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    North Korean leader Kim Jong Un's sister, Kim Yo Jong, a senior official of North Korea's ruling party, center, speaks to South Korean presidential national security director Chung Eui-yong, second from left, and a lawmaker Park Ji-won, left, near the condolence flowers for former South Korean first lady Lee Hee-ho at the northern side of the border village of Panmunjom in the Demilitarized Zone, South Korea, Wednesday, June 12, 2019

    Kim Yo Jong’s Respects to Former South Korean First Lady Unlikely to Renew Inter-Korean Talks

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    The visit by Kim Yo Jong, the sister of North Korean leader Kim Jong Un, to the demilitarized zone between North and South Korea Wednesday to deliver condolences over the death of a former South Korean first lady may be interpreted as a reciprocal gesture, Henri Feron, senior fellow at the Center for International Policy, told Sputnik.

    Lee Hee Ho, a women's rights activist and wife to the late South Korean president Kim Dae Jung, died at the age of 97 late on Monday after battling liver cancer. Lee died at a hospital in the South Korean capital of Seoul, her aides confirmed.

    “Lee Hee Ho was a feminist and reunification activist, but she was also the wife of a famous opponent to South Korean dictatorship who ended up becoming the president of his country,” Feron told Radio Sputnik’s Loud and Clear host John Kiriakou on Wednesday.

    “That opponent is Kim Dae Jung. It’s under Kim Dae Jung that the first ever inter-Korean summit happened, and that was 19 years ago,” he noted.

    “At that time, Lee accompanied her presidential husband as first lady, and she won the trust of the North as a defender of Korean reunification,”  Feron explained. “She [has] particular respect in the North because in 2012 she led the delegation to Pyongyang for the funeral of [former] North Korean leader Kim Jong Il. At the time, the conservative South Korean government had refused to send an official delegation, so the North interpreted Lee’s trip as a courageous and sincere reconciliatory move on her part.”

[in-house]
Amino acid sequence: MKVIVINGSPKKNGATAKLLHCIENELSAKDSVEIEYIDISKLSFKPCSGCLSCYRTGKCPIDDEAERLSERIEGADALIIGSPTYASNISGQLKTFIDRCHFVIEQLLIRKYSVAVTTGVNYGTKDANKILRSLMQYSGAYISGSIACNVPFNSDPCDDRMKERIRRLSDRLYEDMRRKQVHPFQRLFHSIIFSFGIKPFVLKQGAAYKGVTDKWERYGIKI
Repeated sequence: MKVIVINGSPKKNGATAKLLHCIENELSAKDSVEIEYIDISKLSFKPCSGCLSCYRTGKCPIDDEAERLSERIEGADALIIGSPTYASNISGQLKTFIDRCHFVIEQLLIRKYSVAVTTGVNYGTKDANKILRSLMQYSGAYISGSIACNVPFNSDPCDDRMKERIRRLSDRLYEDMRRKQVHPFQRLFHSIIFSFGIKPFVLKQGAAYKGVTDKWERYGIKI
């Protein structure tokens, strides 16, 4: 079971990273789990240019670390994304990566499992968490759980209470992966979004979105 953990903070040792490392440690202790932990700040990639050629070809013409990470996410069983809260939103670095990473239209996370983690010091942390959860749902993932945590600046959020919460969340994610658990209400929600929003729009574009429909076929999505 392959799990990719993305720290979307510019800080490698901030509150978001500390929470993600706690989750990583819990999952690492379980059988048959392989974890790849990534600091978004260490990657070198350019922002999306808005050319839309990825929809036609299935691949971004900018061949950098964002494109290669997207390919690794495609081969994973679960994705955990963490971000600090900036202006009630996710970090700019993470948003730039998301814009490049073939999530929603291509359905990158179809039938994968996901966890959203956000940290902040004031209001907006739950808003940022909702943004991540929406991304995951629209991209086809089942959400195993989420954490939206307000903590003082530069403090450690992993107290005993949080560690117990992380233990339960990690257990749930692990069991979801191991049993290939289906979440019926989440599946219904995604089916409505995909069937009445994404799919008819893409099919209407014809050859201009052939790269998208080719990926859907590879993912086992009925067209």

According to reports, Kim Yo Jong traveled to the village of Panmunjom, just north of the de facto border between North and South Korea, Wednesday to deliver a wreath of flowers to senior South Korean officials. She also told South Korean officials that Lee was very “dear” to her brother’s heart.

    “Condolences have a highly symbolic and political meaning in inter-Korean relations,” Feron explained. “Korea is historically a Confucian country, and as such [has] continuously attached deep importance to respect for the deceased. Failing to observe the proper forms has already derailed inter-Korean relations in the past … The way we should interpret the current condolences is that it is a way for the North to honor the memory of Lee for having [reciprocated in the past]. I would not however evaluate it as a sign that inter-Korean talks will resume.”

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